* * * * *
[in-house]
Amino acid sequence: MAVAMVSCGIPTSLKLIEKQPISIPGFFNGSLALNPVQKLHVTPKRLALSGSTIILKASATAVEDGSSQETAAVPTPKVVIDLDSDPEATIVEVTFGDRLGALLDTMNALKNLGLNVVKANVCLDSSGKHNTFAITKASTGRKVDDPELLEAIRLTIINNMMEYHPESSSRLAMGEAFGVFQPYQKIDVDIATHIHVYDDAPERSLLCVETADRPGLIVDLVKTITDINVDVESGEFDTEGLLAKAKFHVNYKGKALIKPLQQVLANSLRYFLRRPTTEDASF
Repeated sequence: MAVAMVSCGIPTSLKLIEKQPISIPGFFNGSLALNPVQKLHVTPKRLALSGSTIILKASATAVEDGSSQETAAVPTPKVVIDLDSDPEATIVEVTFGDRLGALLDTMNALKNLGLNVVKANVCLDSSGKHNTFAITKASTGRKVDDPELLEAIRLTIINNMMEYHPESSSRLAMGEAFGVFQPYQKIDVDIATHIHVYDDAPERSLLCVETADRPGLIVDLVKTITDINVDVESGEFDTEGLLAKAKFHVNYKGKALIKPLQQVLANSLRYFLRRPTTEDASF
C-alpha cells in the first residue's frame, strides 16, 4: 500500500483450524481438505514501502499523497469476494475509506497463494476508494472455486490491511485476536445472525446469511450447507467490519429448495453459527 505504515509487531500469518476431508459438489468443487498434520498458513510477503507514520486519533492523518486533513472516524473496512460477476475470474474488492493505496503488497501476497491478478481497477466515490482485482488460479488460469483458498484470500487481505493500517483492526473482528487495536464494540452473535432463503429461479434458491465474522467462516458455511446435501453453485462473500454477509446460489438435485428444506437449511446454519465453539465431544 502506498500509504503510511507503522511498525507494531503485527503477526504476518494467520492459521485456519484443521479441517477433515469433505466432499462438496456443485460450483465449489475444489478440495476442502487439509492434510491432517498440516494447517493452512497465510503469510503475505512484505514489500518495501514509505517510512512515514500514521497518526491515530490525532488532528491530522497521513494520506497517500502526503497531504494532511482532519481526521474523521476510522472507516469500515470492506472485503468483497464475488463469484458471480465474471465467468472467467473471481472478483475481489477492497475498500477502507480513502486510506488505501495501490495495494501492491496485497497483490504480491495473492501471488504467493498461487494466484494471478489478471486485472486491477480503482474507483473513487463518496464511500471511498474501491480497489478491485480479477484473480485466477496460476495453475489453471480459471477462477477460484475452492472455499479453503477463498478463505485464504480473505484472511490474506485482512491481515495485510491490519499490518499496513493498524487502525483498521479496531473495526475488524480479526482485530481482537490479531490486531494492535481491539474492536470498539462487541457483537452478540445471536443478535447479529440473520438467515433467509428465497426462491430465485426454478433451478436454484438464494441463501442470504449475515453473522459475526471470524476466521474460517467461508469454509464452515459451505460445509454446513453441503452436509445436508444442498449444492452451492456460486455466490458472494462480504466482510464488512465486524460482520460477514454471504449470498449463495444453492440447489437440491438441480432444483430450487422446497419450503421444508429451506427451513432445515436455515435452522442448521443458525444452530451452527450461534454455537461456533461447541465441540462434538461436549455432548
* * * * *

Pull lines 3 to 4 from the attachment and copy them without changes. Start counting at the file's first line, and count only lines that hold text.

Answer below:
Repeated sequence: MAVAMVSCGIPTSLKLIEKQPISIPGFFNGSLALNPVQKLHVTPKRLALSGSTIILKASATAVEDGSSQETAAVPTPKVVIDLDSDPEATIVEVTFGDRLGALLDTMNALKNLGLNVVKANVCLDSSGKHNTFAITKASTGRKVDDPELLEAIRLTIINNMMEYHPESSSRLAMGEAFGVFQPYQKIDVDIATHIHVYDDAPERSLLCVETADRPGLIVDLVKTITDINVDVESGEFDTEGLLAKAKFHVNYKGKALIKPLQQVLANSLRYFLRRPTTEDASF
C-alpha cells in the first residue's frame, strides 16, 4: 500500500483450524481438505514501502499523497469476494475509506497463494476508494472455486490491511485476536445472525446469511450447507467490519429448495453459527 505504515509487531500469518476431508459438489468443487498434520498458513510477503507514520486519533492523518486533513472516524473496512460477476475470474474488492493505496503488497501476497491478478481497477466515490482485482488460479488460469483458498484470500487481505493500517483492526473482528487495536464494540452473535432463503429461479434458491465474522467462516458455511446435501453453485462473500454477509446460489438435485428444506437449511446454519465453539465431544 502506498500509504503510511507503522511498525507494531503485527503477526504476518494467520492459521485456519484443521479441517477433515469433505466432499462438496456443485460450483465449489475444489478440495476442502487439509492434510491432517498440516494447517493452512497465510503469510503475505512484505514489500518495501514509505517510512512515514500514521497518526491515530490525532488532528491530522497521513494520506497517500502526503497531504494532511482532519481526521474523521476510522472507516469500515470492506472485503468483497464475488463469484458471480465474471465467468472467467473471481472478483475481489477492497475498500477502507480513502486510506488505501495501490495495494501492491496485497497483490504480491495473492501471488504467493498461487494466484494471478489478471486485472486491477480503482474507483473513487463518496464511500471511498474501491480497489478491485480479477484473480485466477496460476495453475489453471480459471477462477477460484475452492472455499479453503477463498478463505485464504480473505484472511490474506485482512491481515495485510491490519499490518499496513493498524487502525483498521479496531473495526475488524480479526482485530481482537490479531490486531494492535481491539474492536470498539462487541457483537452478540445471536443478535447479529440473520438467515433467509428465497426462491430465485426454478433451478436454484438464494441463501442470504449475515453473522459475526471470524476466521474460517467461508469454509464452515459451505460445509454446513453441503452436509445436508444442498449444492452451492456460486455466490458472494462480504466482510464488512465486524460482520460477514454471504449470498449463495444453492440447489437440491438441480432444483430450487422446497419450503421444508429451506427451513432445515436455515435452522442448521443458525444452530451452527450461534454455537461456533461447541465441540462434538461436549455432548